September 03, 2013
You had big plans for planting food plots last spring to improve your odds of tagging a trophy whitetail come fall. But turkey season, fishing and honeydo chores took precedence. Suddenly, it’s Labor Day and too late to plant. Or is it?
Bill Peneston, a Quality Deer Management expert with the Heartland Wildlife Institute, claims that you still have time to do a planting that will drastically improve your odds for tagging a late-season bruiser buck.
“I recommend planting before Labor Day, but you can plant until mid September throughout much of the Midwest and even a little later in the South,” Peneston said.
There is no time left to spray a herbicide, Peneston stresses. Till the soil before you plant for the best results. At the very least, you must scar the ground so the seeds can take root.
“For late plantings, I till the ground and wait until rain is in the forecast,” Peneston said. “Then I plant the seeds just before it rains so they root deep.”
That’s the ideal scenario, but rain is an iffy proposition in autumn. You may have to spread the seeds first and hope for rainfall soon afterward.
What to plant
A cereal grain, such as Buck Forage Oats, should be one ingredient in your late season food plots, Peneston said. A few years ago, Peneston tested Buck Forage Oats against other cereal grains, such as barley. He planted the various grains in alternating strips, one after another.
“The deer chowed down the Buck Forage Oats like a putting green and let other plantings sit there,” Peneston said. “They would eat the other stuff only if they didn’t have the oats.”
However, Buck Forage Oats don’t grow reliably everywhere, Peneston points out. To ensure that your food plot still attracts deer in December and beyond, he recommends a mix, such as Heartland Wildlife Institute’s Buck Buster Extreme ($43.95). It includes Buck Forage Oats, rye and three kinds of brassicas. A 25-pound bag will plant a 1/2-acre foot plot. (heartlandwildlifeinstitute.com)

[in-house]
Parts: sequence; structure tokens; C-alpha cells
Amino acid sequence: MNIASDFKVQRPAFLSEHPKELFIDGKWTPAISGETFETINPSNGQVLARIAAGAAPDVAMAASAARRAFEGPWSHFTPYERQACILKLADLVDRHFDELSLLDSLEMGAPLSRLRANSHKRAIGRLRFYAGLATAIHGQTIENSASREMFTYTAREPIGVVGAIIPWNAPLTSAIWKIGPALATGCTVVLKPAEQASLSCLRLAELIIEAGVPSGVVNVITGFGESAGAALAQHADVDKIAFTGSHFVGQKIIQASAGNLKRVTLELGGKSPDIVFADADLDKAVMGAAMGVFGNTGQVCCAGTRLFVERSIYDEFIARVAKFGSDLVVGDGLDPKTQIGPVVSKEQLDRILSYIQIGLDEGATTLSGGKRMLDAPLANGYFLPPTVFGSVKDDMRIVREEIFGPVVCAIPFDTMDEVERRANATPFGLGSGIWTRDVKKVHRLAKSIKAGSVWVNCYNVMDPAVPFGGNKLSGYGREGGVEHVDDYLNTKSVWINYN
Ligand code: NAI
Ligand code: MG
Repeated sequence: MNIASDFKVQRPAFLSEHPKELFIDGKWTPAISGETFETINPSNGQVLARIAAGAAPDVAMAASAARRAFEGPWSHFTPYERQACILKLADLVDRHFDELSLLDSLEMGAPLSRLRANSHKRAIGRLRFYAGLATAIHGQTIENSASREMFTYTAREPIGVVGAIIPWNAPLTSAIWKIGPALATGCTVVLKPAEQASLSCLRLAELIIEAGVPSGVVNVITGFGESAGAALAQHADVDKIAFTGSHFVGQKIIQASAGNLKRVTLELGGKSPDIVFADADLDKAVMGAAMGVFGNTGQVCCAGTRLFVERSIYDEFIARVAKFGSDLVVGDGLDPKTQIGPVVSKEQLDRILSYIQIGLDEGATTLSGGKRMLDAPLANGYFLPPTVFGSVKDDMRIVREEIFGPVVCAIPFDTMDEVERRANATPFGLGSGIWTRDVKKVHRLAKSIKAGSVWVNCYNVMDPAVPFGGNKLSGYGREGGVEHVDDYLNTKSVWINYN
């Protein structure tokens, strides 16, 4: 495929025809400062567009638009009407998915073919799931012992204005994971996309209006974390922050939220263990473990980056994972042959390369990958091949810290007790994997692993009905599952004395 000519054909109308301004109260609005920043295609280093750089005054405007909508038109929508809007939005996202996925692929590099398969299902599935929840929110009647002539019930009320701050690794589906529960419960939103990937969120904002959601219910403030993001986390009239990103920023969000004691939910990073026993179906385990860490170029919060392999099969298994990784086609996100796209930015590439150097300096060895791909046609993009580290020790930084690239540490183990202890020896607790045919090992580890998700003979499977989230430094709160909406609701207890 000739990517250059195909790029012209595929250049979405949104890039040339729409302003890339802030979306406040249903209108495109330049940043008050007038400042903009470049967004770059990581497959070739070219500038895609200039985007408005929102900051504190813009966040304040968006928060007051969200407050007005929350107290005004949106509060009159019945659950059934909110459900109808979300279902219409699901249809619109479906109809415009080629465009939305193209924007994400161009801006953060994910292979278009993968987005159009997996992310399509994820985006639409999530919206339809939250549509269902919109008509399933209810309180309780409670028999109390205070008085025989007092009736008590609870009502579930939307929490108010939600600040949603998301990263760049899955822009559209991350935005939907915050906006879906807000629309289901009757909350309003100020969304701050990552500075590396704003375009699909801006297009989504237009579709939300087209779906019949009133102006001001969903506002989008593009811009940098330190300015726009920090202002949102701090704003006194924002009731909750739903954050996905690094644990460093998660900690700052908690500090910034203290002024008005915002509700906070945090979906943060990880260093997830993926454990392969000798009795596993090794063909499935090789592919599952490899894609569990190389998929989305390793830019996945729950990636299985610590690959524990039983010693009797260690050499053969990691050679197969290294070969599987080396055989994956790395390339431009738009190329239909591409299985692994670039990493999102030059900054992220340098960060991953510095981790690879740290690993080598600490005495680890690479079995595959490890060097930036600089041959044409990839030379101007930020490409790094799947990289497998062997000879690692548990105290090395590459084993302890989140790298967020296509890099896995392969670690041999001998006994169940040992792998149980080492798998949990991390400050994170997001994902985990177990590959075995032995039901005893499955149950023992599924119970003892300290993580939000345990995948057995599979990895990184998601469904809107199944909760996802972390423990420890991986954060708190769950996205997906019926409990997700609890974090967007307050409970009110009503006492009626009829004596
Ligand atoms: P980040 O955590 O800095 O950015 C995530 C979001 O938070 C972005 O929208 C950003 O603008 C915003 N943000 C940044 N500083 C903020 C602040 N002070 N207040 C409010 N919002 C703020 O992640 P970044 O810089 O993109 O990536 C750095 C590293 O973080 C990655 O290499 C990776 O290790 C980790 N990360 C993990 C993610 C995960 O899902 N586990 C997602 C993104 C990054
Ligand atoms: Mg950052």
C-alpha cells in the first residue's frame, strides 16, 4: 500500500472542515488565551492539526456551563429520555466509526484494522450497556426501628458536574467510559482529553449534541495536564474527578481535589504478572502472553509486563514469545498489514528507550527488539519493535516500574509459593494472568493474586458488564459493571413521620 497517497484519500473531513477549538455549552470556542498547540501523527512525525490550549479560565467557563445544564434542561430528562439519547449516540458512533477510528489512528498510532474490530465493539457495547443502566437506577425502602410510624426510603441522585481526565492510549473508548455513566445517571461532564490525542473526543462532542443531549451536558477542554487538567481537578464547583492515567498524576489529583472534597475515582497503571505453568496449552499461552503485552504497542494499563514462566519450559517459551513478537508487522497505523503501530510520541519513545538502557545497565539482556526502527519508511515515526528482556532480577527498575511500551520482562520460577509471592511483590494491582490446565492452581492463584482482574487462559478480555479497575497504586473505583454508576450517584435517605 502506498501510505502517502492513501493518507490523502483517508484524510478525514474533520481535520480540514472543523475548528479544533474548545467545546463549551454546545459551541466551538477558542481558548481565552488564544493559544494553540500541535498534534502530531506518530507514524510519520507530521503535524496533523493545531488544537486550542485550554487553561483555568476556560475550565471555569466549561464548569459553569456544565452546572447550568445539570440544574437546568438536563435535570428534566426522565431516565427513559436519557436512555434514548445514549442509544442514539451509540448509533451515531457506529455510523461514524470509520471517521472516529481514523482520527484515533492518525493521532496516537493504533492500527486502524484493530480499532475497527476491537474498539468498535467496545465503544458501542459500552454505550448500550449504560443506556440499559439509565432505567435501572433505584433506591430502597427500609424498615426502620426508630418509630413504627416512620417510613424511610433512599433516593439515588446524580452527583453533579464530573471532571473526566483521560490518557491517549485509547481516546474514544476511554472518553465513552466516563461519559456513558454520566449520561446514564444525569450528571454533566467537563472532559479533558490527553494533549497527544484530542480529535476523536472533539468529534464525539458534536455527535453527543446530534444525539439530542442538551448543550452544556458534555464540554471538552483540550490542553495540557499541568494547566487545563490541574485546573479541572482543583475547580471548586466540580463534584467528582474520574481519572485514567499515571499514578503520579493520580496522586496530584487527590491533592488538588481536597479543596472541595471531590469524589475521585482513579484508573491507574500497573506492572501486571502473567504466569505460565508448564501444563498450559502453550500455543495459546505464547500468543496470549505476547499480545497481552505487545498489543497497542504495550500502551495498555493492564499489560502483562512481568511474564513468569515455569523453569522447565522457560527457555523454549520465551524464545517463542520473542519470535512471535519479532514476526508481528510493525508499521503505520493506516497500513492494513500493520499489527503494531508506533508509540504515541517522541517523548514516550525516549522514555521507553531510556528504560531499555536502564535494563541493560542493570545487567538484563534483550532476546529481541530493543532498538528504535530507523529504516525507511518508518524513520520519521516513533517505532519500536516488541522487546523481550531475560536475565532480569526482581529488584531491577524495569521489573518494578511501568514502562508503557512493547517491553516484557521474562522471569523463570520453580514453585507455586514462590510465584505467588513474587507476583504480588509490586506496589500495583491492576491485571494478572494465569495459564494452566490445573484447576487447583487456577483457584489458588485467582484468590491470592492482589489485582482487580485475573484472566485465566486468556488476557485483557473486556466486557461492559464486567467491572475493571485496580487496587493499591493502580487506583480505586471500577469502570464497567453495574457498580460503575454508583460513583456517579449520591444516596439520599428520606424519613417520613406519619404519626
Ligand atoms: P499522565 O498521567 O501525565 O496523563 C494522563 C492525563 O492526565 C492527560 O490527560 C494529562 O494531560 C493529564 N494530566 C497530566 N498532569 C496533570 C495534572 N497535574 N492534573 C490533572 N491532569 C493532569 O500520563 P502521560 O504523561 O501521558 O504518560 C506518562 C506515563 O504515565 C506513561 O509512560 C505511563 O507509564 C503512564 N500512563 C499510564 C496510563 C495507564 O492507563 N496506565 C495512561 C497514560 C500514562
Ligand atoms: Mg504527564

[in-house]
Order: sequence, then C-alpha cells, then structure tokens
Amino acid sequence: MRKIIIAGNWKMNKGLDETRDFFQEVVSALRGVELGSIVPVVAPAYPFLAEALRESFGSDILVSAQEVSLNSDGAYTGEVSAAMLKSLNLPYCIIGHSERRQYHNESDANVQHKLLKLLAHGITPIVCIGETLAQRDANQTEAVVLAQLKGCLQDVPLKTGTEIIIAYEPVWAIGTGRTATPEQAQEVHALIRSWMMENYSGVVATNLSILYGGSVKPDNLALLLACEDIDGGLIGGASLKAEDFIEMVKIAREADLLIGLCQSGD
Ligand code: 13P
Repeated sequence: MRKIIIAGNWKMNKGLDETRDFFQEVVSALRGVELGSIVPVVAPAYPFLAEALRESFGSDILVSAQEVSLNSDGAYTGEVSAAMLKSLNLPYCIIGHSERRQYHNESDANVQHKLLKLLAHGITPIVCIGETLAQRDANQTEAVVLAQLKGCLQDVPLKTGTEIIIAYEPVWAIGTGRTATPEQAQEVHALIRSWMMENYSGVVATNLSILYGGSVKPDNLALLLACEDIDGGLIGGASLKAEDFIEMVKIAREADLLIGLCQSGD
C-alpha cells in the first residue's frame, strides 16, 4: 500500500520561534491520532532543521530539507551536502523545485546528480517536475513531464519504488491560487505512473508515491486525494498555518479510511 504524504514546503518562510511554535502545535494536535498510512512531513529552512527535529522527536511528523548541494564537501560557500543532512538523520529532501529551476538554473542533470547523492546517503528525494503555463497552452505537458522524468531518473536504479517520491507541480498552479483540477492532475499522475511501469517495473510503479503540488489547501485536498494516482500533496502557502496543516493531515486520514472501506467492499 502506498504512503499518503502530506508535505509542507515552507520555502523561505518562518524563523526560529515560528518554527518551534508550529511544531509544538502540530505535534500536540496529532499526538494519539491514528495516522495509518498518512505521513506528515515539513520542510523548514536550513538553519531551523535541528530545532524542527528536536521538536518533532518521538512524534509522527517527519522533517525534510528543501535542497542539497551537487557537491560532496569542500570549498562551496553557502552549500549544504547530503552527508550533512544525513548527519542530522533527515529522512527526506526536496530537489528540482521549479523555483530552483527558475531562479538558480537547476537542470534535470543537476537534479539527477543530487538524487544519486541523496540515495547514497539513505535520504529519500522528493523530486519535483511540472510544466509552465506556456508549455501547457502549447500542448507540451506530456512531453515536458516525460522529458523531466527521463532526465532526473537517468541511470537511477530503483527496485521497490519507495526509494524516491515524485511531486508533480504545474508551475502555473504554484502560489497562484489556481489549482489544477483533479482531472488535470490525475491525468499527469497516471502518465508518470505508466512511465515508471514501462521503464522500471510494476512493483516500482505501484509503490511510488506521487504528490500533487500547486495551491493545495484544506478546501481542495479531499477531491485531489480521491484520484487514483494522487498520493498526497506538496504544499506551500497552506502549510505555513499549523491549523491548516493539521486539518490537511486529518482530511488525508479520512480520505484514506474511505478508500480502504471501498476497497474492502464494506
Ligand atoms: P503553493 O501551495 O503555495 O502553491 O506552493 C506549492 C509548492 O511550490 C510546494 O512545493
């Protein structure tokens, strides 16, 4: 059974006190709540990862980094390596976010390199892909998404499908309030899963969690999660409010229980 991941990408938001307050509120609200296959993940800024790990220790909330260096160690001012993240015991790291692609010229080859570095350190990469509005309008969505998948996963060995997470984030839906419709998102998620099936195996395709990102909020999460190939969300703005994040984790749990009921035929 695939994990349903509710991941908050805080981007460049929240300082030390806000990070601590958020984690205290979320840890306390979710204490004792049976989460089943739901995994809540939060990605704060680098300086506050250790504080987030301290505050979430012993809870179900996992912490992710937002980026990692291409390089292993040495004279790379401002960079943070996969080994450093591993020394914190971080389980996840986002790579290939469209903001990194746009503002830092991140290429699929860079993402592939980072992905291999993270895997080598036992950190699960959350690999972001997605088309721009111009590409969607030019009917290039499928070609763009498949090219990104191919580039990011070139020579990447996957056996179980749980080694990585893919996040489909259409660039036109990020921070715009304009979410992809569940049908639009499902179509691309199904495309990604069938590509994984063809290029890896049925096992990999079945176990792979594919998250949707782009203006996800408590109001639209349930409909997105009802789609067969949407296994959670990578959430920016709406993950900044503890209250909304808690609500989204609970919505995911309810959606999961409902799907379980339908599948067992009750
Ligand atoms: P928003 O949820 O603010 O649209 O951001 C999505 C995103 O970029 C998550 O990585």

“Whitetails will feed on some of the brassicas through October,” Peneston said. “In November they’ll start to pile drive for the forage turnips. They get sweeter and more succulent after being frosted. That will last through December.”
The rye in the mix is an insurance policy. Should the oats be exposed to extremely cold weather and a lack of snow cover, they could freeze out and not come back in the spring. Rye can tolerate the cold and ensures that the deer will have sustenance in late winter and early spring when there is little else for them to eat.
The smaller brassica seeds come in a separate bag inside the Buck Buster Extreme mix. Peneston recommends that you broadcast the larger seeds first and then broadcast the brassica seeds separately. If you attempt to broadcast all the seeds at once, the brassica seeds settle to the bottom of the seeder and are not distributed evenly throughout the food plot.<
Where to plant
Ohioan Mike Dickess does late season plantings that attract deer through January, the final month of Ohio’s bow season for deer. A noted trophy whitetail hunter, Dickess is president of Mike’s Archery, a bowhunting equipment distributor in Ironton, Ohio.
His plantings consist of Buck Forage Oats, alfalfa and clover. The oats provide late season forage for deer and they also come up again in the spring, along with the alfalfa and clover, to provide a food source for deer and turkeys.
“It doesn’t take much moisture for the oats to get going,” Dickess said. “I’ve had spilled oats start growing on concrete in my garage.”
In the hilly, wooded, Appalachian country that Dickess hunts in southern Ohio, he plants food plots on small flat spots where he can set a tree stand or shooting house downwind of it. If Dickess hasn’t tagged a buck during the first few months of Ohio’s bow season, his late season food plots are his ace in the hole. It’s not too late to plant your own ace in the hole.